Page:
John, the dilution point is fair. If you look at CSE over the last 18 mos, they have been raising capital every which way -- DRIP, paying compensation with stock, issuing stock to retire long term debt, capital issuance, and dividend cut.
I really am interested in your views about your exit strategy. Are you holding long term or looking to get out at a specific price? What do you like about the company?
I am long, but realize that there aren't going to be any rainbows anytime soon.
I don't commend him for it??I will say that, I do know he's a very charitable guy and everything in life isn't about tax deductions! That's very cynical to think that way. My point is always that, Mr. Delaney, has an interest in the share price, because he get's (more than handsomely, might I add) paid in stock, not salary and stock, just stock. Most investors assume he doesn't give a flying fig about it,(Share Price) because of some huge salary,(He doesn't get) but he does care, as it directly affects his net worth. I agree, he has been paid, in the past, quite well in stock and options. I'm not going to say what he should or shouldn't get, because quite frankly I don't know that I'd be qualified to to do that. Could he be leaving? I don't know, I hope not, At least until this banking crisis is over. GL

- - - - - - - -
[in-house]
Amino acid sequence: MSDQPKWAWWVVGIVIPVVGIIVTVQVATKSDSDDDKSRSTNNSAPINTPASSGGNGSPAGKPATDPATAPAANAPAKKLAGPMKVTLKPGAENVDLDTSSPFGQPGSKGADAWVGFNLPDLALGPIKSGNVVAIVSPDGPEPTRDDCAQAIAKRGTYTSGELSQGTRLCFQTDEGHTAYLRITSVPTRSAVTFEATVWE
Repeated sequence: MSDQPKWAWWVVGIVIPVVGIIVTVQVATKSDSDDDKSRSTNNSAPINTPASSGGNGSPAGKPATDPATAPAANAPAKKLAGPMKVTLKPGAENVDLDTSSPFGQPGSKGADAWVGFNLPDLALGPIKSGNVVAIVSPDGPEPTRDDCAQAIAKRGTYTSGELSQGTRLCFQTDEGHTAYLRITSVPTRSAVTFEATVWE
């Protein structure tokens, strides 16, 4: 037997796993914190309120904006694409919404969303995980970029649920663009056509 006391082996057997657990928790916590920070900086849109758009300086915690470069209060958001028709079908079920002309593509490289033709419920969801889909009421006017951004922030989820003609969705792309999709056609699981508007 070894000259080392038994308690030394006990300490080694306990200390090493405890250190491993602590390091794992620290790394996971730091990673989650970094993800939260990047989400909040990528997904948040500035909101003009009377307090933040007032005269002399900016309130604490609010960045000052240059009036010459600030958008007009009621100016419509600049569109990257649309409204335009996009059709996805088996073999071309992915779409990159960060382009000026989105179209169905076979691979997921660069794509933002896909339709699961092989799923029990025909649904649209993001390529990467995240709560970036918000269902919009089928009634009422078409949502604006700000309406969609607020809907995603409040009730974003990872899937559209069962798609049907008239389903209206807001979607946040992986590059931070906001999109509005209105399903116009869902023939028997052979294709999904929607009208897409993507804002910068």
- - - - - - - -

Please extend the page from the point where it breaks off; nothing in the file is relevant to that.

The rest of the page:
Dividends do not equal compensation. Dividends are the results of his stock ownership. Who the hell do you think created this company? He stands in the same shoes as shareholders. In other words, with the reduction of the dividends his personal income has gone down.
Now if he had sold his shares in the company and invested that money elsewhere, would you be happier?
Dividends do not equal compensation ya right. Are you using a mind altering drug? When dividends go down his "compensation" goes down with the exception he is awarded 2 million shares to make up for the loss and that required changing the rules of the company by "the Board".